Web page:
1 stick of unsalted butter or margarine-room temperature
One 10-ounce package, grated, sharp cheddar cheese
1 cup flour
Dash Worcestershire sauce
Dash cayenne pepper
1/4-teaspoon caraway seeds (Optional)

Method
1. Cut the butter or margarine into 8 pieces. Place in the bowl of your food processor or electric mixer. Add the cheese and flour. Pulse several times or mix together on low speed. Add the Worcestershire sauce, cayenne pepper and caraway seeds. Process until a ball begins to form around the blade, or mix on medium speed until it begins to form a ball.
2. On a lightly floured surface, roll the cheese dough into a long log. Wrap in plastic wrap and refrigerate several hours or overnight.
3. Preheat oven to 400°F. Slice the log into 1/2-inch pennies. Place on an ungreased cookie sheet. Bake 8 to 10 minutes. Cool 2 to 3 minutes. Remove to cake rack to cool completely. Enjoy!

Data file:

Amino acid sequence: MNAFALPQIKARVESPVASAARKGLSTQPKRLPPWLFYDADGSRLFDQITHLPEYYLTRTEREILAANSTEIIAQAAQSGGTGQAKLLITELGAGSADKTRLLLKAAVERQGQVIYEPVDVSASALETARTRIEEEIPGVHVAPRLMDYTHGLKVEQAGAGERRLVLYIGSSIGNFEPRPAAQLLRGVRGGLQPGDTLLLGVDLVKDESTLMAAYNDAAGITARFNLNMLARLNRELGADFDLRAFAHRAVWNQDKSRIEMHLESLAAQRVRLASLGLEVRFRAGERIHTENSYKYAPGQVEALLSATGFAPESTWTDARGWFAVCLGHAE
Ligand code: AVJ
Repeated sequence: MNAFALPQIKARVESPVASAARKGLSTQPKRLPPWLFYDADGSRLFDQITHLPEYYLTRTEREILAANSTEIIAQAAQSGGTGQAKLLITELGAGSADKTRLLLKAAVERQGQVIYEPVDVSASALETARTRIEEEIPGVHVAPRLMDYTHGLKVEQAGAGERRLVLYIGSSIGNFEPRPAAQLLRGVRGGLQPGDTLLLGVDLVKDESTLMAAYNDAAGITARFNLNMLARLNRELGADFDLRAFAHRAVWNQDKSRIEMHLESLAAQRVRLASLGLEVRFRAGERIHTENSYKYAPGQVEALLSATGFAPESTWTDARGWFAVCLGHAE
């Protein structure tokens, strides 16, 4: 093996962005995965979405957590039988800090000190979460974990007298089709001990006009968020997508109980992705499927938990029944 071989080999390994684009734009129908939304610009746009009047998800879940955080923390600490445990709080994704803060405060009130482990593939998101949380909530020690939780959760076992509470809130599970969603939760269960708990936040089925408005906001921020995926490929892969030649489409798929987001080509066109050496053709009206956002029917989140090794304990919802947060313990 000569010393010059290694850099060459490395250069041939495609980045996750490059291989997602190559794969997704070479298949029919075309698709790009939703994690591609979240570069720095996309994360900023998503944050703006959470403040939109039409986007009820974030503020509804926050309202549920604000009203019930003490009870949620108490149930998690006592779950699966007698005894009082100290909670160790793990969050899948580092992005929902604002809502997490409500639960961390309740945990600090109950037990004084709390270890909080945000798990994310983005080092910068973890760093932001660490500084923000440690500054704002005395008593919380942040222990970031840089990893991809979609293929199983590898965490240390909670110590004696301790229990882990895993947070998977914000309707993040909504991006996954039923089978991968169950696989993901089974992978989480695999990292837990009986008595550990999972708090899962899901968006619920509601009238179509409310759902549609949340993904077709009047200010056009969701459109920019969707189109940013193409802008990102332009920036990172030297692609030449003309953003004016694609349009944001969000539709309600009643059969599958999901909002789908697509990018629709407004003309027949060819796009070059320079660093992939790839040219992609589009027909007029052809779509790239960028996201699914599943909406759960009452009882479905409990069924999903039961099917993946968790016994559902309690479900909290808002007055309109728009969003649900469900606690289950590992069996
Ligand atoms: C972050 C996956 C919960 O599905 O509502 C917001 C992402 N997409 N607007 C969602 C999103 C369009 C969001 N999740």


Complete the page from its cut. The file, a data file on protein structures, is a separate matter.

Easy Apple Sauce
Make 2 to 2- 1/2 quarts

Applesauce is synonymous with latkes. Using a food mill is quicker, but you can use a strainer, which takes a little more time. I like to use a combination of Macintosh and Winesap apples. Since you don't need to peel or core these, the kids can help put them in the pot, and later help turn the food mill or hold the strainer to make the sauce.

Ingredients
3 pounds of apples
1- 1/2 cup sugar
l cinnamon stick
Wedge of lemon, squeezed
1/2 teaspoon coriander
l teaspoon nutmeg
1/2 teaspoon cardamom

Method
l. Do not peel or seed the apples. Cut them into quarters. Place in a 6-quart saucepan with the remaining ingredients and the lemon wedge. Add 1/2 cup water and bring it to boil. Lower heat to simmer and cook 15 minutes, or until the apples are soft.